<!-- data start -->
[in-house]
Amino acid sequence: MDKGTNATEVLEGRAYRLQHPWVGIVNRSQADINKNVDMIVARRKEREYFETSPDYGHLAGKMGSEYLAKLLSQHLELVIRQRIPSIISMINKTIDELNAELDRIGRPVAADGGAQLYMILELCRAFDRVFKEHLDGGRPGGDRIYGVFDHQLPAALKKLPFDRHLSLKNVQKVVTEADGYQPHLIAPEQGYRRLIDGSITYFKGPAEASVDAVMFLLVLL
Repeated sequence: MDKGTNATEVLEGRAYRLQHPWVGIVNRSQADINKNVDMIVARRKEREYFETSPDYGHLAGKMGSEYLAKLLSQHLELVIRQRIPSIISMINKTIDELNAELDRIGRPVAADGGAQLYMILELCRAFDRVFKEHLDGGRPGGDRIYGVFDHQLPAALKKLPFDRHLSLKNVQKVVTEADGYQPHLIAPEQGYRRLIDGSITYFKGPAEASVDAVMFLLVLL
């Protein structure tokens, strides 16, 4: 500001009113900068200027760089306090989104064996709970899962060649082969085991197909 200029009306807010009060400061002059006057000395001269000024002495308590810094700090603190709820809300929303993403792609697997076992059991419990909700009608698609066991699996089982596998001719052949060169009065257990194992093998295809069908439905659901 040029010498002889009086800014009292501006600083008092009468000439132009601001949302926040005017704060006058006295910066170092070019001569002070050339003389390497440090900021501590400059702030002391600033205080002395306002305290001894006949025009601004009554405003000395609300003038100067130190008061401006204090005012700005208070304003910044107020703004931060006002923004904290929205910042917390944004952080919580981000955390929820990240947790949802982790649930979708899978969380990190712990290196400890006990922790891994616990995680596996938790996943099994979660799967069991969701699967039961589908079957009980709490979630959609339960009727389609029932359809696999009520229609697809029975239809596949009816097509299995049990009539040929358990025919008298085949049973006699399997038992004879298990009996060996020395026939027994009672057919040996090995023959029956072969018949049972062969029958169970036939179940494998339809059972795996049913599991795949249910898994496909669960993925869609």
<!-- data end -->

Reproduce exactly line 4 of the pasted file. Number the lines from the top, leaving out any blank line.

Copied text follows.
């Protein structure tokens, strides 16, 4: 500001009113900068200027760089306090989104064996709970899962060649082969085991197909 200029009306807010009060400061002059006057000395001269000024002495308590810094700090603190709820809300929303993403792609697997076992059991419990909700009608698609066991699996089982596998001719052949060169009065257990194992093998295809069908439905659901 040029010498002889009086800014009292501006600083008092009468000439132009601001949302926040005017704060006058006295910066170092070019001569002070050339003389390497440090900021501590400059702030002391600033205080002395306002305290001894006949025009601004009554405003000395609300003038100067130190008061401006204090005012700005208070304003910044107020703004931060006002923004904290929205910042917390944004952080919580981000955390929820990240947790949802982790649930979708899978969380990190712990290196400890006990922790891994616990995680596996938790996943099994979660799967069991969701699967039961589908079957009980709490979630959609339960009727389609029932359809696999009520229609697809029975239809596949009816097509299995049990009539040929358990025919008298085949049973006699399997038992004879298990009996060996020395026939027994009672057919040996090995023959029956072969018949049972062969029958169970036939179940494998339809059972795996049913599991795949249910898994496909669960993925869609």